The Catholic cemetery in Surrey is embarking on a new project so huge that staff are calling it a small village.
Gardens of Gethsemani has started construction on a multimillion-dollar project to expand the space available for Catholics to bury their loved ones.
“It is carefully prepared with the community in mind,” Catholic Cemeteries director Peter Nobes said in an interview.
The mausoleums will be as large as some small residential homes, with 195 crypts and more than 2,000 niches to be added to the cemetery in Phase 1 alone.
Although it is one of the cemetery’s biggest expansion projects since Archbishop Duke bought the land in the 1950s, Nobes said Gardens of Gethsemani will maintain its peaceful, park-like setting.
“We love for it to be a place of peace, a place of remembrance and reverence,” he said.
The project is inspired in part by the Cedar Grove cemetery at Notre Dame University, where Gardens of Gethsemani staff attended a recent Catholic Cemetery Conference.
Rather than building one massive stone structure for thousands of crypts and niches, Nobes believes the “village” concept will give the sacred grounds a more intimate feel. There will be walkways, statues, a water feature, and landscaping with plenty of new trees.
“There is a lot of careful planning that goes into cemetery design,” he said.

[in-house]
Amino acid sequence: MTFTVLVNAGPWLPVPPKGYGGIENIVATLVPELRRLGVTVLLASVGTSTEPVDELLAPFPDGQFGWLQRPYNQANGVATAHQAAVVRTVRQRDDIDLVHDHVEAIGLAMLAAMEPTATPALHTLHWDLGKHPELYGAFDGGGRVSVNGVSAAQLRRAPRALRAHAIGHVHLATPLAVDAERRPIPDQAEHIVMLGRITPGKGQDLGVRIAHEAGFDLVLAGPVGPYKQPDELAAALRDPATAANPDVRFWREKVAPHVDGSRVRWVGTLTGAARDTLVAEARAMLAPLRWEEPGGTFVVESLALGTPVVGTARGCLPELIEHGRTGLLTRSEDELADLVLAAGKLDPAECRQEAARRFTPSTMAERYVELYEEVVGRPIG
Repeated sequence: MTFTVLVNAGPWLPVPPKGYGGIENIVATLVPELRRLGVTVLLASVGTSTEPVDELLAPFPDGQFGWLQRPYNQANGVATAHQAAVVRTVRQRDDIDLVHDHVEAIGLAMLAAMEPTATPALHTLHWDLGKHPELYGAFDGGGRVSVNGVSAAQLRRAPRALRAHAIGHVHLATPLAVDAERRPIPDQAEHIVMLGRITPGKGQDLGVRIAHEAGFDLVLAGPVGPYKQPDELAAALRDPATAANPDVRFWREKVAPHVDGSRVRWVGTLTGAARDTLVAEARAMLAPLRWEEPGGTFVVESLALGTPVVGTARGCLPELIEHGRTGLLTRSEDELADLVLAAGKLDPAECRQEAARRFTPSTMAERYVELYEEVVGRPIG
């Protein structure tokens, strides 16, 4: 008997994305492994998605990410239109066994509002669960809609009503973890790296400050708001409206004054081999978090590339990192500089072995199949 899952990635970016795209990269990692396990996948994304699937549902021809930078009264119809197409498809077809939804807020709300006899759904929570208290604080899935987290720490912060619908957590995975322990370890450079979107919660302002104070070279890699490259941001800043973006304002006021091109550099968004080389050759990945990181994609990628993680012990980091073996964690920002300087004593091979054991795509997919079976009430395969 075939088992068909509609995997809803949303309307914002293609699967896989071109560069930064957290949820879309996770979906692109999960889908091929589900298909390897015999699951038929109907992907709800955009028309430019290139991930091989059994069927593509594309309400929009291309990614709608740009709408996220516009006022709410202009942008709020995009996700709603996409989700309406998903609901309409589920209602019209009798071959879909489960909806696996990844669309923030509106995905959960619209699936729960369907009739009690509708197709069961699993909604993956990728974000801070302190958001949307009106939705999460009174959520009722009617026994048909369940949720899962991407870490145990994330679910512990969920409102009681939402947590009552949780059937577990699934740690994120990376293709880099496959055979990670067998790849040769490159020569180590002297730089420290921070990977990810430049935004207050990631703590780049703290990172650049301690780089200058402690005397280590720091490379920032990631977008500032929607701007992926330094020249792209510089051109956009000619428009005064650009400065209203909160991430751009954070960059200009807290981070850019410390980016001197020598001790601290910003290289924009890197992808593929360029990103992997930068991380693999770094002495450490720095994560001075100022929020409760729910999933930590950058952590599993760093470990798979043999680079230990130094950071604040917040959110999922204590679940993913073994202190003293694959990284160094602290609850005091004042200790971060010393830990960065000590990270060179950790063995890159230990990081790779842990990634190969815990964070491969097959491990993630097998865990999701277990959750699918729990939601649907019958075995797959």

Gardens of Gethsemani needs the expansion project. Outreach
coordinator Terry Whiteley said there is a growing waiting list of people requesting
glass-fronted niches (which hold urns), and a limited number of crypt
spaces (which hold caskets) left.
“In the early days, your parish had a cemetery outside the door,” she said. Now, members of all 77 parishes in the Archdiocese of Vancouver rely on Gardens of Gethsemani.
“It is a huge development for families,” said Whiteley.
The massive construction project, which will be built in four phases, is taking the name Holy Angels Mausolea and Columbaria.
“I love the name,” said operations manager Marcia Terlaak. “We have a lot of saints reflected in the cemetery,” including St. Andrew Kim, St. Anthony of Padua, Our Lady of Perpetual Help, and Our Lady of La Vang.
“We try to look at the different communities and what their patron saints are. Holy angels are inclusive, and that’s something we want this project to be: inclusive.”
The team consulted with Father John Horgan, a Vancouver pastor
and expert on angels, saints, and relics, about the name.
“We were trying to find a connection between life and death, and the angels seemed to fit,” said Whiteley. “People believe that angels are the ones your families are comforted by.”
The first phase of the project
is set to be built by December and blessed in February 2019.
Another three phases have been planned that will expand the village – phase by phase – as the need arises. It gives the cemetery the flexibility to watch trends in demand for cremation or full body burial and offer what’s needed most.
In the centre of the four quadrants will be a design feature, still unannounced, that pays homage to the holy angels and reflects the site’s aim to be a comfort to those who pray and grieve.
While the project is about expansion and running a business, for Nobes it is also more than that.
“There’s the Church in heaven and there’s the Church on earth. We kind of bridge that gap,” he said. “We always try to make it beautiful, reverent, and meaningful.”
More information available at www.holyangelsatgardens.ca.